“Coral reefs require urgent action-not just from concerned global citizens and conservation groups who help raise awareness, but from top scientists and those who fund their work. There is still so much to learn. An understanding of how this incredibly diverse collection of species (including humans and their associated activities) respond to climate change is paramount to predicting and possibly mitigating unwanted effects. I have conducted research on coral reefs in the Pacific for more than 15 years, and I-for one-am staggered by how little we know about most species and their ecological roles-and perhaps more importantly, the potential of some of these species to respond to-, exacerbate, or mitigate other effects of climate change. If we hope to be proactive, this knowledge is essential.
“Few nations with threatened coral reefs are in a position to provision and fund the level of research that is required. Countries such as New Zealand are well positioned to support the required science. With inaction, we stand to lose nearly as much as our Pacific neighbours.”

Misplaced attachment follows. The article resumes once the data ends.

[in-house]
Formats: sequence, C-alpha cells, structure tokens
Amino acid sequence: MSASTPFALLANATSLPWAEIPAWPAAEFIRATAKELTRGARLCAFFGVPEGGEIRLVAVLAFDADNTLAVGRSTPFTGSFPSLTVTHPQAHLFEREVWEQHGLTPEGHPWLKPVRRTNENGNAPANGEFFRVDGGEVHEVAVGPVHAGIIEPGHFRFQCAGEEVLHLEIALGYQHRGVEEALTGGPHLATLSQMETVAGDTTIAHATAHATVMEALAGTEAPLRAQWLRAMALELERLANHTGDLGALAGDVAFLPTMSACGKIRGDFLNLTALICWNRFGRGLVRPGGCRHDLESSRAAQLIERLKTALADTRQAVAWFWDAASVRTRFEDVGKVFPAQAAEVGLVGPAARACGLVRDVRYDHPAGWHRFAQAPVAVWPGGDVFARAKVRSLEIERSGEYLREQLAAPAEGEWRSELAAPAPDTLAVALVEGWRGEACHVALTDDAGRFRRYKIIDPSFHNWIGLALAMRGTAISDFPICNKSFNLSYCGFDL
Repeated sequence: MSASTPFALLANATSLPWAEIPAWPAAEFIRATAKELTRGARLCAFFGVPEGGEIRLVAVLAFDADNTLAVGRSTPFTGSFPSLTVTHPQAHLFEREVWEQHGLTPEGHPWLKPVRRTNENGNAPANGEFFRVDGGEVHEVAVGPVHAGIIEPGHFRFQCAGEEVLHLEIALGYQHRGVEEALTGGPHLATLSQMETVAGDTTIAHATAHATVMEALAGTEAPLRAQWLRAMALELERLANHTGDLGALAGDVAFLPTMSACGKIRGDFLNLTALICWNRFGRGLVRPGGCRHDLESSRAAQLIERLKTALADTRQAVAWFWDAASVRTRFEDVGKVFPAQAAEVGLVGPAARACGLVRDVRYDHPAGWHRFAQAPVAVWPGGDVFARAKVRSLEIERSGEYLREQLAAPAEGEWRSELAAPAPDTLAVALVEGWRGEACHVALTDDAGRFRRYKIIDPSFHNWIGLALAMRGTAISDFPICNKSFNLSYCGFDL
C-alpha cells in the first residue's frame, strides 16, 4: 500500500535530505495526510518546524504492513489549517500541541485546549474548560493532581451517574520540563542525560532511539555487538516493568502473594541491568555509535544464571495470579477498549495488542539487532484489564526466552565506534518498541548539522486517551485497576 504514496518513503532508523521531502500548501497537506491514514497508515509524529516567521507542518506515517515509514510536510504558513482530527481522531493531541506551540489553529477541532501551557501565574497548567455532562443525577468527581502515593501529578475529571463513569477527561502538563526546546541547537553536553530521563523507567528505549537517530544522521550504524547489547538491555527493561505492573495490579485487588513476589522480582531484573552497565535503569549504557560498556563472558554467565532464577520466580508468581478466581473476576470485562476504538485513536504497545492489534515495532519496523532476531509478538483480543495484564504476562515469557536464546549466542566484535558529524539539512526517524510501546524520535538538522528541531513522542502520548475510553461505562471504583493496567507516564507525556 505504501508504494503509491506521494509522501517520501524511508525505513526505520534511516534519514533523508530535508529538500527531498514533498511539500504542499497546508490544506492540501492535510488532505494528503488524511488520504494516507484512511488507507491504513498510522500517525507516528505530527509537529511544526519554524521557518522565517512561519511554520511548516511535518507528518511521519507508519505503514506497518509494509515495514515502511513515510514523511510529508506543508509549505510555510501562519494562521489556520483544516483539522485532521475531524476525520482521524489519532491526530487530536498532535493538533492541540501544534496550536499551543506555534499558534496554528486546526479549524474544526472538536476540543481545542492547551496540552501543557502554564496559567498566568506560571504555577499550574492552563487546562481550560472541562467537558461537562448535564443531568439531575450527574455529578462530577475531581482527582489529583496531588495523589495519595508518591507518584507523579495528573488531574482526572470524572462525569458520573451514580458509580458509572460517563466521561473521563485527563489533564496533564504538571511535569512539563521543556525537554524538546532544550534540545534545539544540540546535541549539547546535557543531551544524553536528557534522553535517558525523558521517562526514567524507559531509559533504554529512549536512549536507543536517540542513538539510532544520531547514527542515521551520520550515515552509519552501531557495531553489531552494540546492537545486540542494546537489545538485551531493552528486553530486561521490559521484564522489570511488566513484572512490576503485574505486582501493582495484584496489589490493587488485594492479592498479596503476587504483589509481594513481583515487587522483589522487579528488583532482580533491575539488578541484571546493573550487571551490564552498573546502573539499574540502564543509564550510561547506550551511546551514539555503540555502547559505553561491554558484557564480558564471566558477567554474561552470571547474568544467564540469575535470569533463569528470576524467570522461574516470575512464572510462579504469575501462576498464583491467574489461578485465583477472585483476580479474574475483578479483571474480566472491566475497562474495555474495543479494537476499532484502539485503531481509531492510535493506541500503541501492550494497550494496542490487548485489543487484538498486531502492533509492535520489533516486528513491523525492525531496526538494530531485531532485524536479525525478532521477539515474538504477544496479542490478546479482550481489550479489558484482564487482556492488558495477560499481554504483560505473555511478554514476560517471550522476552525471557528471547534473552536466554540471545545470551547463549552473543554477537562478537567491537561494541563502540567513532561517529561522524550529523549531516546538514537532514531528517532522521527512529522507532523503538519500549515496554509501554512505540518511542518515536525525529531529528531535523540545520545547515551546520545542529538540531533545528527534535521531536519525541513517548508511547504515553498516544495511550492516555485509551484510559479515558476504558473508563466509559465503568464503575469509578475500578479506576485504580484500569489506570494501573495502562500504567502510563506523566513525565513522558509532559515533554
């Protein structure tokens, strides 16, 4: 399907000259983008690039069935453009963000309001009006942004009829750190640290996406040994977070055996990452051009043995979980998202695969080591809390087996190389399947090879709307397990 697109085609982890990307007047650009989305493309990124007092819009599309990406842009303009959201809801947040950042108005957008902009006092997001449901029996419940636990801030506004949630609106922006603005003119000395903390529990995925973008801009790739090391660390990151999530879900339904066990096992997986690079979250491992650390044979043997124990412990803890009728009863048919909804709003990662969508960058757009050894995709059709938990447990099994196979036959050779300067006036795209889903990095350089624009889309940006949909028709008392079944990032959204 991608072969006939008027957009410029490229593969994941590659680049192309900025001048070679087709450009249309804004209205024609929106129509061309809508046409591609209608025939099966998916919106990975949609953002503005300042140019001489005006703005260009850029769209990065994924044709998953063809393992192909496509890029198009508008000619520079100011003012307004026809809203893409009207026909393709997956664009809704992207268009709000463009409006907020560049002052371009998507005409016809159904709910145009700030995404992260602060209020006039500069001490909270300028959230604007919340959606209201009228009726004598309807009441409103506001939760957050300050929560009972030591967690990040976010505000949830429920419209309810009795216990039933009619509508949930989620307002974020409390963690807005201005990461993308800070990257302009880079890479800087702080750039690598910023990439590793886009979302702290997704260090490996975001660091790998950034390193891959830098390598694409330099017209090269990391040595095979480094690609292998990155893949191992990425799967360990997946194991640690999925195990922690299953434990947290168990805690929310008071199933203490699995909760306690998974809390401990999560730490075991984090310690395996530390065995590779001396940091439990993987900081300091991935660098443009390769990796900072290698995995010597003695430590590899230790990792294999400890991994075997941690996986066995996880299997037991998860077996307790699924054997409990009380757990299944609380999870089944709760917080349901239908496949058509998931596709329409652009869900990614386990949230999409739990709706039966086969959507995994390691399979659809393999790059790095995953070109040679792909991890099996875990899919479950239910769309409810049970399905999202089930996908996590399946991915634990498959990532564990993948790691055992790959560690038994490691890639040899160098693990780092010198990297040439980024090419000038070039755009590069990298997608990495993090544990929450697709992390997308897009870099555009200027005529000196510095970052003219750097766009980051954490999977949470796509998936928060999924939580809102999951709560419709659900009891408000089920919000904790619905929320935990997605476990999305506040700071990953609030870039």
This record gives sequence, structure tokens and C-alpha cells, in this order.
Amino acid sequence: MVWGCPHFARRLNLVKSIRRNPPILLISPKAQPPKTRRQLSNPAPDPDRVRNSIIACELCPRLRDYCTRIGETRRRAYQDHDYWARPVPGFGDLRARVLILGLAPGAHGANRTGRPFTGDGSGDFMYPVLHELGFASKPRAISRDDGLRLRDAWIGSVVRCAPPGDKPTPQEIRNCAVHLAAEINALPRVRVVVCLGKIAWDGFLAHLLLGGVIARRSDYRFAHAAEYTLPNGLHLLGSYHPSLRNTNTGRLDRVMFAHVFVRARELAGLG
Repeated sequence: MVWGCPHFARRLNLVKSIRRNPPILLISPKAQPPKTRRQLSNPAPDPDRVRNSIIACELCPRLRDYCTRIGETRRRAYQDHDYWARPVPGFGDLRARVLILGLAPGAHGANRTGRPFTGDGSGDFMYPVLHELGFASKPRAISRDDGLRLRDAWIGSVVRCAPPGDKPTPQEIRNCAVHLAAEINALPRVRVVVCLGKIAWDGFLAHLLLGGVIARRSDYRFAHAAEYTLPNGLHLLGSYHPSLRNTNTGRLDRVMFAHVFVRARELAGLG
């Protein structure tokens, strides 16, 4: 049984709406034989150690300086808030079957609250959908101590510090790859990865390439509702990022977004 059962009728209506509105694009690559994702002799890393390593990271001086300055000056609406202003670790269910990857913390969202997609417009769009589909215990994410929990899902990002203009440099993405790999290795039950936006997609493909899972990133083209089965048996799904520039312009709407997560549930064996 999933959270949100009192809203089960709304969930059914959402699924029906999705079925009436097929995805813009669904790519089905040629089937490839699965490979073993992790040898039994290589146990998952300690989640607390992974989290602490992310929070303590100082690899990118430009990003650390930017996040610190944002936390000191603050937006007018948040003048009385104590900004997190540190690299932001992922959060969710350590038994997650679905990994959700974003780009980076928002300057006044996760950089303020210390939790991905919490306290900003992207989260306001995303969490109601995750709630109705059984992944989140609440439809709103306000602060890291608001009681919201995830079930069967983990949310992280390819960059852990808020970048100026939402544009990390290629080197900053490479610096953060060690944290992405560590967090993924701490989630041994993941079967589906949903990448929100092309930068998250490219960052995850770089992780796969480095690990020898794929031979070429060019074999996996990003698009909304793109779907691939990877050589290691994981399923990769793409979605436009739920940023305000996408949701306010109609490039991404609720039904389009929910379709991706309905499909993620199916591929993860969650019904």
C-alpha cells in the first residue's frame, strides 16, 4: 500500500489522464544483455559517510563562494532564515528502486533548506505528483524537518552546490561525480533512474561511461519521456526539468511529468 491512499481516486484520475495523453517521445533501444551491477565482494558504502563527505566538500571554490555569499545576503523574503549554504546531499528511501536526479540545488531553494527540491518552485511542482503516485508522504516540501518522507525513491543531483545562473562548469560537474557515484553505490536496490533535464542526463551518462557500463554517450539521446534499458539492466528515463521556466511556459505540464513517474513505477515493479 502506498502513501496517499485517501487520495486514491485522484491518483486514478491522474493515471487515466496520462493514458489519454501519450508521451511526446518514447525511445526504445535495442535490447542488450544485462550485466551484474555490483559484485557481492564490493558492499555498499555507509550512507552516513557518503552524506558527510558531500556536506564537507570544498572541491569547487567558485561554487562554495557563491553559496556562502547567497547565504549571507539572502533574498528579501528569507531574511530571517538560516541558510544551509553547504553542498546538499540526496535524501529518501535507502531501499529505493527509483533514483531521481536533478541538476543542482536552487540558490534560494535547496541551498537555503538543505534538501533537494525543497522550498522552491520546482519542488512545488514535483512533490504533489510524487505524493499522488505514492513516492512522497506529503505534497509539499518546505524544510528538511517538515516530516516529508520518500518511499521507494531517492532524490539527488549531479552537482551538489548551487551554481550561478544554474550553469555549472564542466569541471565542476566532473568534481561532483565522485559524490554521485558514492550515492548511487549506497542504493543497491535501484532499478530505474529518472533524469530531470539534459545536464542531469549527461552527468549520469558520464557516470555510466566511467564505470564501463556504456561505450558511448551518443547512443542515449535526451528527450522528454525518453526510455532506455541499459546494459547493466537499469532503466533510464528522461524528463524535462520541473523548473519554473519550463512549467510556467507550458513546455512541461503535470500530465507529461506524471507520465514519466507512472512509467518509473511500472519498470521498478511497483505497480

Mark Costello, Leigh Marine Laboratory, University of Auckland said:
“Shallow-water tropical coral reefs are amongst the richest habitats on earth in terms of biodiversity, and provide an important source of food and tourism for many coastal communities. This study brings together data from 66 locations in the Indian Ocean and shows that a widespread pattern of decline of live coral was followed by a loss of fish, indicating that the integrity of these ecosystems has been lost. In other words, the loss of coral habitat results in the loss of the fish associated with it (as we would expect for forest birds should their habitat be lost).
“They did find the no-take marine reserves held much higher abundance of fish, and that the regional, climate-driven mass-bleaching of corals occurred inside and outside reserves. Thus regional scale changes in climate, for example due to sea temperature and ocean acidification, will impact reefs regardless of the type of protection they may be provided locally. The implication is that both regional (and global) scale, as well as local scale (e.g. marine reserves), control of human activities is necessary if coastal resources are to be sustained.